I think it really depends on your preferences. For me, on road trips, I typically like to take different routes to and from (that let's me do the most exploring and see the most sites), so I'd probably go US-50 up and CA-108 back. Even without that, if your comfort level requires charging to 90% for the trip up CA-108, I'd suggest US-50 instead. Even if it represents more time over all, most of that additional time is driving, not charging.
I'm of the same school of though in general. However, the drive up will be pretty much all in the dark, so honestly I'm just looking to minimize time/headache.

I guess the other consideration is the Governor's recent orders. I know a number of small communities in the Eastern Sierras are really not happy about outside visitors at this point, so is it possible travel on CA-108 could be restricted?
I've not heard anything yet, though I'll keep an ear out. It's ironic that back in March when the risk was very low, they shut everything down and now that the risk is much higher, most things are still open. Maybe if they'd been more thorough then, we wouldn't be in this mess.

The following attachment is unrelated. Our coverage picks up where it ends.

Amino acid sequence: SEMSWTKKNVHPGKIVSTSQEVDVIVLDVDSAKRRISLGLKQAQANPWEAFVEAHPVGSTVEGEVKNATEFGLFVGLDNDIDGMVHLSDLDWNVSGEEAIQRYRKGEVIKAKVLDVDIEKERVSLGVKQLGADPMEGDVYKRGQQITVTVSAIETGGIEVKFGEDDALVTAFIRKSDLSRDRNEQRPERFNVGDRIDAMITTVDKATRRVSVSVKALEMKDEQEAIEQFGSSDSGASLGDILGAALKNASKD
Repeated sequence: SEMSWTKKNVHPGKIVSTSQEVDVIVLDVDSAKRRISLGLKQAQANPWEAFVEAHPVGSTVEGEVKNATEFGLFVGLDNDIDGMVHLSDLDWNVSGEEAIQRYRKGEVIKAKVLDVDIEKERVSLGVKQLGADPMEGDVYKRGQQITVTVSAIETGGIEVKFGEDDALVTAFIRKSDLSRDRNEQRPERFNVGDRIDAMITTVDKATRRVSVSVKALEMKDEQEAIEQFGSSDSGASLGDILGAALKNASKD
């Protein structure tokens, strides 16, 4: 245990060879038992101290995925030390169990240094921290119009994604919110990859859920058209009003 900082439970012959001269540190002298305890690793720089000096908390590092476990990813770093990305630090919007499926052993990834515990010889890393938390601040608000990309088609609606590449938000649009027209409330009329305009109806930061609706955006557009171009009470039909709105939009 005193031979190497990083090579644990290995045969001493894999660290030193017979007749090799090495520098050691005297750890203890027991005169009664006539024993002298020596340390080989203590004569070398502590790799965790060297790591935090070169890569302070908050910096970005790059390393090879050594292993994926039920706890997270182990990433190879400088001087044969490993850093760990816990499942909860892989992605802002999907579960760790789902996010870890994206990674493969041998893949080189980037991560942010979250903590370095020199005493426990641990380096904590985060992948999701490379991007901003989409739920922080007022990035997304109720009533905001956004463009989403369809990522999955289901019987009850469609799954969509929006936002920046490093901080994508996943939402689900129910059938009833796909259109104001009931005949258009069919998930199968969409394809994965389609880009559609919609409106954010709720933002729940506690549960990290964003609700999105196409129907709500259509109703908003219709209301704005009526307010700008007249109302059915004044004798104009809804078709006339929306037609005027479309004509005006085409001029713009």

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I'm of the same school of though in general. However, the drive up will be pretty much all in the dark, so honestly I'm just looking to minimize time/headache.

I've not heard anything yet, though I'll keep an ear out. It's ironic that back in March when the risk was very low, they shut everything down and now that the risk is much higher, most things are still open. Maybe if they'd been more thorough then, we wouldn't be in this mess.
I was considering the same thing when I was looking forward to a trip up CA-120 (before all this stuff started happening). Basically, I was planning for the return trip down CA-120 because it would be better lit with the sun at my back.
 

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Discussion Starter #5
Worked out pretty well. I did the same route out and back over Sonora Pass (decided Tahoe was too long a detour). In total I spent ~2h25 charging, at the Oakdale and Bridgeport DCFCs both on the way out and back. I had no charging difficulties. I drove more conservatively than usual and never dropped below 35% charge, except on the very last leg going home. My concerns about range over the pass were not realized. I expected to see better efficiency going westbound over Sonora Pass (vs. eastbound) but on the whole I don't think there was a big difference. I guess both sides are fairly steep.